“When you go through a situation like this, you find out who your friends are, and you find out who your real friends are,” Wenger said. “I had friends of mine from high school, two of them, that came out and visited me. One of them lives in Ohio and he flew out to visit me. I haven’t seen the guy in 30 years, and he flew out to visit me in the hospital. That just makes me weepy.”

Government vaccine injury program ‘insulting’ to victims

Wenger filed a CICP claim that is still pending.

“I describe the CICP as a government agency that’s put in place to deny people benefits because that’s what they do best,” Wenger said.

He described the labyrinthine process for submitting a CICP claim and “proving” his vaccine injury:

“Their burden of proof is virtually unattainable. The fact that I’m 57 years old, have never had any medical problems and the fact that all my problems began seven days after I got the vaccine, well, that’s not good enough, ‘that’s not proof that the vaccine caused your injury, that’s purely coincidental.’

“If I get documentation from the doctors that state my condition was caused by the vaccine, that’s not good enough. I have to prove beyond a doubt that my injury was caused by the vaccine. Well, as a normal person, as a layman, how do I do that? I’m not a doctor. How do I prove 100% beyond a doubt that my injury was caused by the vaccine? I can’t.”

Wenger said his “claim has been sitting with CICP now” since November 2021, adding that he “spent the next four or five months getting my medical records over to them.” It was only in June 2022 that CICP acknowledged receipt of his records and began reviewing his case.

A year later, “I still have nothing,” Wenger said, remarking on the fact that only recently, CICP approved its first three COVID-19 vaccine injury claims — at a total of $4,500.

“That’s not a settlement, that’s not even a settlement offer,” Wenger remarked. “That’s a punch in the mouth from the government, and it’s insulting. He expects his case will be denied.

“My case, if anything, should be a slam dunk,” Wenger said. “I got CIDP. It’s a reaction to the vaccine. If I got CIDP from the shingles vaccine, I’d be covered under the [National] Vaccine Injury Compensation Program [VICP]. I would be able to hire an attorney who would fight my case in vaccine court before a judge.”

Wenger was referring to a separate vaccine injury compensation program, VICP, which covers vaccines routinely administered to children and pregnant women. CICP, on the other hand, focuses on countermeasures implemented during emergencies such as pandemics and was established under the aegis of the Public Readiness and Emergency Preparedness (PREP) Act of 2005.

Although the federal government’s national emergency and public health emergency related to COVID-19 both ended on May 11, the liability shield for COVID-19 vaccines under the PREP Act will remain in effect until at least December 2024.

Vaccine-injured ‘the dirty little secret nobody wants to talk about’

Wenger is working with Reps. Debbie Lesko and Paul Gosar (R-Ariz.) to raise awareness about these issues, in addition to visiting Washington, where he says he’s met with almost 30 representatives.

He said:

“You get a lot of lip service from them. ‘Oh, yeah, we’re going to do this, this and this.’ It’s all lip service.

“I refer to myself as collateral damage of the COVID vaccine, and nobody wants to talk about it. Nobody wants to do anything about it. We’re the COVID vaccine’s dirty little secret, all of us vaccine-injured. We’re the dirty little secret nobody wants to talk about. But here we are, and we make as much noise as we can.”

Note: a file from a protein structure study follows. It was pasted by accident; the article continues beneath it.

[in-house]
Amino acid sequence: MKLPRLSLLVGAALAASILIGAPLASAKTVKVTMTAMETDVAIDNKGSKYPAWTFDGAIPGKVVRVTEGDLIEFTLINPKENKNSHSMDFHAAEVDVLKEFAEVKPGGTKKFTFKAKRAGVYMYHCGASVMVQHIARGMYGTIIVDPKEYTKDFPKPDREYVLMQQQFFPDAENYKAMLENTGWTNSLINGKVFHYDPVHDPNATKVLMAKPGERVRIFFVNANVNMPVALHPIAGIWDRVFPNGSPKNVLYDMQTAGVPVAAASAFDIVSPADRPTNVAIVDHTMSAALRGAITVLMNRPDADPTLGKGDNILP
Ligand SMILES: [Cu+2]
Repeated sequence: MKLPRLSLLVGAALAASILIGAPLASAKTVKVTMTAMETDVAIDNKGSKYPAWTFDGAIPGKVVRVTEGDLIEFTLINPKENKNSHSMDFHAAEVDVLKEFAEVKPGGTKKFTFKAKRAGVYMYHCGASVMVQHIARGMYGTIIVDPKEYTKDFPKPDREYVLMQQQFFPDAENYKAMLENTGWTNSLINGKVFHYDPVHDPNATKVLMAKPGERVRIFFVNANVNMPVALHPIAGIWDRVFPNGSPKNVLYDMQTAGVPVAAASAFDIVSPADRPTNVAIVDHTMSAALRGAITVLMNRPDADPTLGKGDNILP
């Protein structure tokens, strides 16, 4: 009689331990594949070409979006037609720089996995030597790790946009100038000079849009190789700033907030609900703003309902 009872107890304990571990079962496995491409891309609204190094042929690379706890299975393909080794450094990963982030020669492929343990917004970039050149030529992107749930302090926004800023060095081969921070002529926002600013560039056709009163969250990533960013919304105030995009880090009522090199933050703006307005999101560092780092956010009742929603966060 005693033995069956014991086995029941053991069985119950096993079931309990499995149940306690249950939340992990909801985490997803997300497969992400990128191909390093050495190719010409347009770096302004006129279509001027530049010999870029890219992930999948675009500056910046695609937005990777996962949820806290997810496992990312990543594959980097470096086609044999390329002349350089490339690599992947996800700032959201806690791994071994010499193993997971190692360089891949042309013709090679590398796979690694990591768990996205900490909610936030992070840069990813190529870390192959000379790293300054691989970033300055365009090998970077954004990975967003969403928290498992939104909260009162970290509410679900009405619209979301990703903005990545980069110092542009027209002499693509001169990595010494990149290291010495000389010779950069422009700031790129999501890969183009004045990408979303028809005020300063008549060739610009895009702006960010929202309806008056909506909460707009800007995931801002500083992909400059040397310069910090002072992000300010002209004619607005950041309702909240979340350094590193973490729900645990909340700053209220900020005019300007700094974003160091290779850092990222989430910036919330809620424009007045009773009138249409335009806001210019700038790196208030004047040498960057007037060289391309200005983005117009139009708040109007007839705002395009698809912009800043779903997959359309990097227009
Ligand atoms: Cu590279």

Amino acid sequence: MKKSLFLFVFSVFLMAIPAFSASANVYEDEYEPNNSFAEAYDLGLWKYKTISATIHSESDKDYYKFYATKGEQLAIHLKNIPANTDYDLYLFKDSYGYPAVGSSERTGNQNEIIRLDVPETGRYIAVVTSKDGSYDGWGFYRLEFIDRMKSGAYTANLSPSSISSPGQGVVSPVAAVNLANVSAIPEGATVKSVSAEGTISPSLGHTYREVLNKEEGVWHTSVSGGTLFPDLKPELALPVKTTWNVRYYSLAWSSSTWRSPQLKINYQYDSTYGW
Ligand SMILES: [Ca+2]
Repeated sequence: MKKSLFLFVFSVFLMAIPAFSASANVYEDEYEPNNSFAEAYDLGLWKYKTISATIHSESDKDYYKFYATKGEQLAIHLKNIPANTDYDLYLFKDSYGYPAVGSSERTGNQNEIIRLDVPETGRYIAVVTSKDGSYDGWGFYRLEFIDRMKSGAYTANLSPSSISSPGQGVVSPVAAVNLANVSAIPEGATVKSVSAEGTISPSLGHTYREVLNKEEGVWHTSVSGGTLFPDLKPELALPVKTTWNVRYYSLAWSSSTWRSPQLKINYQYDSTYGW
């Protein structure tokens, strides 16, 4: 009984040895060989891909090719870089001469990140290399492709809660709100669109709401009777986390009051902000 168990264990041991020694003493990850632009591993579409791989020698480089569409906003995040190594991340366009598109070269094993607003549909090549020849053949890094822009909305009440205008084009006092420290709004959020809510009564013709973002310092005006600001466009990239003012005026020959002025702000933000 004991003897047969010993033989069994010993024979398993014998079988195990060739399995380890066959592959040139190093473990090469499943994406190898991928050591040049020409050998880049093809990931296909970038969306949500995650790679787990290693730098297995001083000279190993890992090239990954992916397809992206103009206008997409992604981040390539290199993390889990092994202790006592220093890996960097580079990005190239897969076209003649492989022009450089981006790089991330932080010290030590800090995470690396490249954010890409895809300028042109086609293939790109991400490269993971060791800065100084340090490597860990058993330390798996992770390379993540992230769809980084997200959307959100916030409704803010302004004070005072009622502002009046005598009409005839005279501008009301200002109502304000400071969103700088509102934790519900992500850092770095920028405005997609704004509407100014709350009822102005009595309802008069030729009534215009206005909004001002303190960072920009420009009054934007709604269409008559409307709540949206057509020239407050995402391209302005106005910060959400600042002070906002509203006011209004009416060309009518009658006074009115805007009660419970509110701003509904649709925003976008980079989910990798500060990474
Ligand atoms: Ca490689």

On one of his visits to Washington with React19, an advocacy group for the vaccine-injured, he had the opportunity to speak with Dr. Peter Marks, director of the Center for Biologics Evaluation and Research at the U.S. Food and Drug Administration.

“What really shook me was how cold Peter Marks was about this, almost condescending,” Wenger said. “I told him what had happened to me, what I had gone through and what I got done. His response to me was, ‘Well, yeah, that’s why we got rid of the Johnson & Johnson vaccine.’”

“I thought that was a little condescending of them, especially knowing what we’re going through and the fact that there’s no assistance out there for anybody and people are losing, losing everything,” Wenger remarked.

Wenger praised the work of React19 and its founder, Brianne Dressen, who was injured by the AstraZeneca COVID-19 vaccine during its clinical trial. He said he works “with some of the greatest people” through the organization, and has met other vaccine-injured individuals who provide each other emotional support.

In May, Dressen and others sued President Biden and other members of the federal government, alleging the U.S. government colluded with social media companies to censor them when they posted stories about their personal vaccine injury experiences.

Wenger has a message for others injured by the vaccine:

“My message is, No. 1, don’t give up. No matter how dark and hopeless it seems at times, fight on. There is a light at the end of the tunnel. You may not be able to see it today, but it’s out there.

“You’re the one who determines how fast you recover and to what extent you’re going to recover. For me, it’s been hard work. It’s been my full-time job for the last year-and-a-half, almost two years now. My full-time job has been working out at the gym, trying to recover … and I’m getting there and I’m happy with where I’m at right now.”

“There’s going to be days where it’s one step forward, two steps back, and then it’s going to be two steps forward, one step back,” Wenger added. “You have to take the bad days with the good days. It’s all about how bad you want it. That’s what it’s all about.”